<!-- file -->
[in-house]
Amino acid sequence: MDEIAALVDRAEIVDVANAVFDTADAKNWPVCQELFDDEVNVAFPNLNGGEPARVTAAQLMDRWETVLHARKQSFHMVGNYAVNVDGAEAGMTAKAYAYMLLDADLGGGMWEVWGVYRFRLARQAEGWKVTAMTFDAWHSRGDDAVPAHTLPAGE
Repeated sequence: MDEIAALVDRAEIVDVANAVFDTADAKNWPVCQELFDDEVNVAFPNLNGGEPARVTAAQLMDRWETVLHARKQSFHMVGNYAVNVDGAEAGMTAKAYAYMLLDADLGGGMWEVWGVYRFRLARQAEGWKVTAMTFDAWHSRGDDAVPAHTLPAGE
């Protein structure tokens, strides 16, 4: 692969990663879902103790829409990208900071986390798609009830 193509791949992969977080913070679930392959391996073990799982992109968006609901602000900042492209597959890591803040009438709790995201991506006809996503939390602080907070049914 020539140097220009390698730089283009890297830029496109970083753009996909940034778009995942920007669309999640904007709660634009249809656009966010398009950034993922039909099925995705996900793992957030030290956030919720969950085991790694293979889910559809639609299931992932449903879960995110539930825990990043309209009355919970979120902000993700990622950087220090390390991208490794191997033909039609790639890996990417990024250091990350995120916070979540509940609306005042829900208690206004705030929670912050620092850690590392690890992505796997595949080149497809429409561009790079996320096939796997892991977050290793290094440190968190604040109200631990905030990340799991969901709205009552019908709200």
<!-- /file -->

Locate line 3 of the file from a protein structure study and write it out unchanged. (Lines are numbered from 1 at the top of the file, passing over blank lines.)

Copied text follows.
Repeated sequence: MDEIAALVDRAEIVDVANAVFDTADAKNWPVCQELFDDEVNVAFPNLNGGEPARVTAAQLMDRWETVLHARKQSFHMVGNYAVNVDGAEAGMTAKAYAYMLLDADLGGGMWEVWGVYRFRLARQAEGWKVTAMTFDAWHSRGDDAVPAHTLPAGE